Monday, January 6, 2020

My Year In Books (2019 edition)

Rusty Bentley is, indeed, one of those pictured
This year in books was... interesting. I purposefully set a low goal, because I didn't want the pressure of reading for anything other than enjoyment. I also sought out a little diversity, in genre and author, in order to broaden the horizons. Let's see how that all turned out, shall we?

In total, I read approximately 14,834 pages across 46 books. For reference, last year I read almost 20,000 pages across 52 books, but I didn't enjoy every book as much. And I didn't necessarily enjoy every book I read this year, but I certainly appreciated them more.

Longest, Shortest, and Average

I not only read fewer books this year, the books were on average shorter. This year, the book length average was 322 pages, compared to last year's average of 390 pages per book. There are actually a couple of pretty simple reasons for this. First of all, Audible started producing Original series, which are pretty short form in general, and credits for two of them per month are included in the membership. Given that there's typically no page length included, but I tend to include them in my book list (as they're either dramatizations or short story collections), I've estimated their lengths pretty conservatively. Secondly, as stated earlier, I wasn't reading as voraciously as last year, and wound up with six fewer books, including at least one fewer LONG books.

Speaking of long books, the longest three books I read this year were:

  1. Kushiel's Dart, by Jaqueline Carey: 1015 pages
  2. Necronomicon, The Best Weird Tales, by H.P. Lovecraft: 878 pages
  3. The Witchwood Crown, by Tad Williams: 733 pages
Those three books total 2626 pages. Last year's total was 3091 pages. Again, reading more (and at least one larger) books helped push last year's total to a ridiculous number.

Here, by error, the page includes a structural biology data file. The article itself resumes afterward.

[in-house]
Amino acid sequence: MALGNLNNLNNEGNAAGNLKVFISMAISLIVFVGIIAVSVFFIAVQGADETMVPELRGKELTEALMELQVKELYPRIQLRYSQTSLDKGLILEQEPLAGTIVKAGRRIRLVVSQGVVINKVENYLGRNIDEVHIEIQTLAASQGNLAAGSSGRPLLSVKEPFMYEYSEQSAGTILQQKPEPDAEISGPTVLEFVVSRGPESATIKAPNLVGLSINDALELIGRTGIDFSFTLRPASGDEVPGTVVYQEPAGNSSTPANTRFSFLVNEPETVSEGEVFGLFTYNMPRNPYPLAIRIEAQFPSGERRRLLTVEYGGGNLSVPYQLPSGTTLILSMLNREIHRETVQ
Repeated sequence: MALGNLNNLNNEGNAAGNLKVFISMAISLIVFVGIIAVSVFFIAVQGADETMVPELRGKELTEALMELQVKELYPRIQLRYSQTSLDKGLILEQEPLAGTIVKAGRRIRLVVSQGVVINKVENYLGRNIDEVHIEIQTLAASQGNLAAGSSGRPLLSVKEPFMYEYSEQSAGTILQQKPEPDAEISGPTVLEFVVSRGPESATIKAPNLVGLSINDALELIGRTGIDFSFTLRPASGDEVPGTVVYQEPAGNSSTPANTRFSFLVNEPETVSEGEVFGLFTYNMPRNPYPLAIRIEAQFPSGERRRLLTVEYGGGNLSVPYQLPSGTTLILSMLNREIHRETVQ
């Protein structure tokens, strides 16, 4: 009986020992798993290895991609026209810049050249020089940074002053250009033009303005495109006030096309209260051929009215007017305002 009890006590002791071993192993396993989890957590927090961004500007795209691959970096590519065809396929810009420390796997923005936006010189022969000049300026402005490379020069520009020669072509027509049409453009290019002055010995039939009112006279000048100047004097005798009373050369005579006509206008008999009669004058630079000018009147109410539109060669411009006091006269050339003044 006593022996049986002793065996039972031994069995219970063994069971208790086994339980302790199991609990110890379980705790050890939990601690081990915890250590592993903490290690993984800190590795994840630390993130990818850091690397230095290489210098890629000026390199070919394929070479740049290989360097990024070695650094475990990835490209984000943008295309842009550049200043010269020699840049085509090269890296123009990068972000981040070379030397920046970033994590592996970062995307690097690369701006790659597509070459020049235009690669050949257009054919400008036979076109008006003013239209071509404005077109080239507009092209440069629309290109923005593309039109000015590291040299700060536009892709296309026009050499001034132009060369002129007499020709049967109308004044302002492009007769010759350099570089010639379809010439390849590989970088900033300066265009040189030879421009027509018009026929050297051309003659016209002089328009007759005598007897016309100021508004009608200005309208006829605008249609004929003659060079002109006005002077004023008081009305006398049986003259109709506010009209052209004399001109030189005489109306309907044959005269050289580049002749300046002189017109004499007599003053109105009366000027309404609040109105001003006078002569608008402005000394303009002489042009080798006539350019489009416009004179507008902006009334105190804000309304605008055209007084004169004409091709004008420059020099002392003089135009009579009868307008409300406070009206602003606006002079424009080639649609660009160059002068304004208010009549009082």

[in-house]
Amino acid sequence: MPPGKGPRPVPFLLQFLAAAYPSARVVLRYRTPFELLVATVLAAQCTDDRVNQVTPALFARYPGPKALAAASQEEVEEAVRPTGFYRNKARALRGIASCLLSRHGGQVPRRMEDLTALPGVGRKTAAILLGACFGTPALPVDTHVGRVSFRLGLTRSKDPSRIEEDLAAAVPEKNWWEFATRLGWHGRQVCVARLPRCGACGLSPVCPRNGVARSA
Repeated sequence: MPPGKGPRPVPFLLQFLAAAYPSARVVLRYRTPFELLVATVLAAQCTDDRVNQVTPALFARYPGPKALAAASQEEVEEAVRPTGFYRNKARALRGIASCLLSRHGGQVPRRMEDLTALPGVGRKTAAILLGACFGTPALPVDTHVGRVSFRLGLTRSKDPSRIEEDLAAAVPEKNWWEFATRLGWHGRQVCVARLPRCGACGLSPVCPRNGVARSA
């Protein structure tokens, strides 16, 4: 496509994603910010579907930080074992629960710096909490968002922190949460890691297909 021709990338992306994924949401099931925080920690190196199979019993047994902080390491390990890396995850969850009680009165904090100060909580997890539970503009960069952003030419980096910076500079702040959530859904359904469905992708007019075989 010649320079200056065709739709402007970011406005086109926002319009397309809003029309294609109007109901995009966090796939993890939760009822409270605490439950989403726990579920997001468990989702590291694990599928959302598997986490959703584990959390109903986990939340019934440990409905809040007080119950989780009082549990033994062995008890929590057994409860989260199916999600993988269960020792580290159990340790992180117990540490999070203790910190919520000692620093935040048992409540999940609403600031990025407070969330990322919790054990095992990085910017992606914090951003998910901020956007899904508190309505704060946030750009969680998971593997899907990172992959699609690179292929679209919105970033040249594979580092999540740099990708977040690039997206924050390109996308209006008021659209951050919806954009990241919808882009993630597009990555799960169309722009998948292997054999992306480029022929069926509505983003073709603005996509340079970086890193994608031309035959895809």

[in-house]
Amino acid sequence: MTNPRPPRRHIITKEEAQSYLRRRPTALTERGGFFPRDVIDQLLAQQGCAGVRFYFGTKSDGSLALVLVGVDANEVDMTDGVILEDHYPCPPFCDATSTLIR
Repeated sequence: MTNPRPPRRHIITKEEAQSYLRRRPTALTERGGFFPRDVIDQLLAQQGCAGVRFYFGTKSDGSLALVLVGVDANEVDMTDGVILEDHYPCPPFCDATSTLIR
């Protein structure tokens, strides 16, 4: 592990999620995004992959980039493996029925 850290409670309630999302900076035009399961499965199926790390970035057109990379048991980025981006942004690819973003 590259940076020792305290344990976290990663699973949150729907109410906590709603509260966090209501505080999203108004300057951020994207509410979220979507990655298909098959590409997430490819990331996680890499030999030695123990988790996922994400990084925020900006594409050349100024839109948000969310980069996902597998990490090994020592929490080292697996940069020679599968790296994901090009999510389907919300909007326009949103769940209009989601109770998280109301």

And now, the shortest three:

  1. Whose Boat Is This Boat?, by Donald Trump (via Stephen Colbert), 24 pages
  2. Old Possum's Book of Practical Cats, by T.S. Eliot, 27 pages
  3. Blackened White, by Brian W. Foster, 80 pages
The three shortest books this year totaled a tiny 131 pages. That's down from 295 pages I read in short last year. Ironically (and sadly), the shortest book this year is, once again, politically themed. If you haven't read Whose Boat Is This Boat?, you should order a copy. Proceeds go to benefit the charities helping the victims of hurricanes.

One more stat here: the median book is Pro Git, and it was only 300 pages long. This year was definitely the year of the shorter book. Last year's median book length was 341 pages.

More Interesting Metrics!

Now, on to the fun stuff. I'll start with the breakdown by month, as usual.

Books By Month

Lots of reading, then not so much...

That distribution surprised me. Lots of books in the first half of the year, then relatively few in the second half. It finally dawned on me that I worked out more regularly during the first half of the year. I typically listen to audiobooks while I work out. When that falls off, my book completion rate drops.

Strangely enough, the drop in workouts didn't correspond with an increase in weight up until the holidays began. And yes, I gained 1.5 pounds this year, just like all normal human males my age. This blog entry isn't "My Year In Exercise;" stop judging. ;-)